Shanxi discovers defense system about 4,000 years ago
The Shanxi Provincial Institute of Archaeology recently released its latest archaeological discovery that the outer city gate of the Bicun relics site in Lyuliang city in North China's Shanxi province was a gateway city on the bank of the Yellow River in late Neolithic period.
The some 750,000-square-meter relic site is located in the north of Bicun village in Xinxian county, at the intersection of the Yufen River and the Yellow River, and is around 3,800 to 4,200 years old.
From 2015 to 2018, the Shanxi Provincial Institute of Archaeology conducted an overall excavation of the stone building complex at Xiaoyuliang, the core area of the relics site. From 2020 to 2022, the outer city gate was excavated.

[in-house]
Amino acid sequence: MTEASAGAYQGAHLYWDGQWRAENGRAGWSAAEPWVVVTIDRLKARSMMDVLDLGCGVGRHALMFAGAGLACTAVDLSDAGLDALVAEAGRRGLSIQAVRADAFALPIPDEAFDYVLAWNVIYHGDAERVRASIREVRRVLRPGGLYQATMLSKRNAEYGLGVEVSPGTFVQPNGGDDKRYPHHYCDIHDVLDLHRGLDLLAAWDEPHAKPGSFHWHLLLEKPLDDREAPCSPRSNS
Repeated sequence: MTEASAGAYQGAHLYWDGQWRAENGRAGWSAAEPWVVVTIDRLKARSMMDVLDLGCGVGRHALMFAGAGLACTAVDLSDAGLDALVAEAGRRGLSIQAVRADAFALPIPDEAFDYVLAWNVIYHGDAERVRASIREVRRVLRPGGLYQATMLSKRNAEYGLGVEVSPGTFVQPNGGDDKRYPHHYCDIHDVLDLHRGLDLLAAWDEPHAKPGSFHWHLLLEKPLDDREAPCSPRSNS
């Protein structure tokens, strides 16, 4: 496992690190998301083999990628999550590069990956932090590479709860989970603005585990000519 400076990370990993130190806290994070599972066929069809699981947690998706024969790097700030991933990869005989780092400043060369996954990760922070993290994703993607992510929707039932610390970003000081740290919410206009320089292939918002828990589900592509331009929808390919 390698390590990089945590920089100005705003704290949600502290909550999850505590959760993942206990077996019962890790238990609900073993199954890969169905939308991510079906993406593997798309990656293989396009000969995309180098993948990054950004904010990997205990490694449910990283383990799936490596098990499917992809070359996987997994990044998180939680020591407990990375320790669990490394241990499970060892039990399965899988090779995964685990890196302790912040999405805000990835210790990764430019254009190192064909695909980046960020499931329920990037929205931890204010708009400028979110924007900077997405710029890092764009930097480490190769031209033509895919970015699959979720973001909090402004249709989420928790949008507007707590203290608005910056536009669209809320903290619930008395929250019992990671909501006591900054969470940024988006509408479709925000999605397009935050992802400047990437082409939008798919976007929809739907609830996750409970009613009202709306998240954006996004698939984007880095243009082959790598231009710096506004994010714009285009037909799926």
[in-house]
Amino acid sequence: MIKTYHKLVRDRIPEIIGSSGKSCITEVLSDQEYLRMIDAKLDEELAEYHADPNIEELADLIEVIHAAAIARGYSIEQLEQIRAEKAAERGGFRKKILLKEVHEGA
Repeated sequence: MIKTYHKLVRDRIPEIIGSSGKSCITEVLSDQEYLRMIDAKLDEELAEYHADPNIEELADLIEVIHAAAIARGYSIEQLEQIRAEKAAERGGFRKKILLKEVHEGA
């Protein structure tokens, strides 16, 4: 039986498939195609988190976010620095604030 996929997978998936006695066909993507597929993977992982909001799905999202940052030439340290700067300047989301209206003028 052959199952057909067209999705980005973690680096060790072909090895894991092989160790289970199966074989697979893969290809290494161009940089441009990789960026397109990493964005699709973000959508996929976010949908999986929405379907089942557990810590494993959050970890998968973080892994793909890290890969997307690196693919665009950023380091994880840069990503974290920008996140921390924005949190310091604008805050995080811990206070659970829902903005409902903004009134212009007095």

Zhang Guanghui, director of the Institute of Chinese Civilization at the Shanxi Provincial Institute of Archaeology, said that the site is a stone city settlement with inner and outer walls.
The ancestors of Bicun village took advantage of the natural barriers on the south, north and west sides, and built a city wall and city gate in the middle and east to control the passage.
Zhang believes that the outer city gate is well-organized, well-structured, and obviously defensive and is important to understanding the layout of China's prehistoric and pre-Qin Dynasty (221-206 BC) city gates.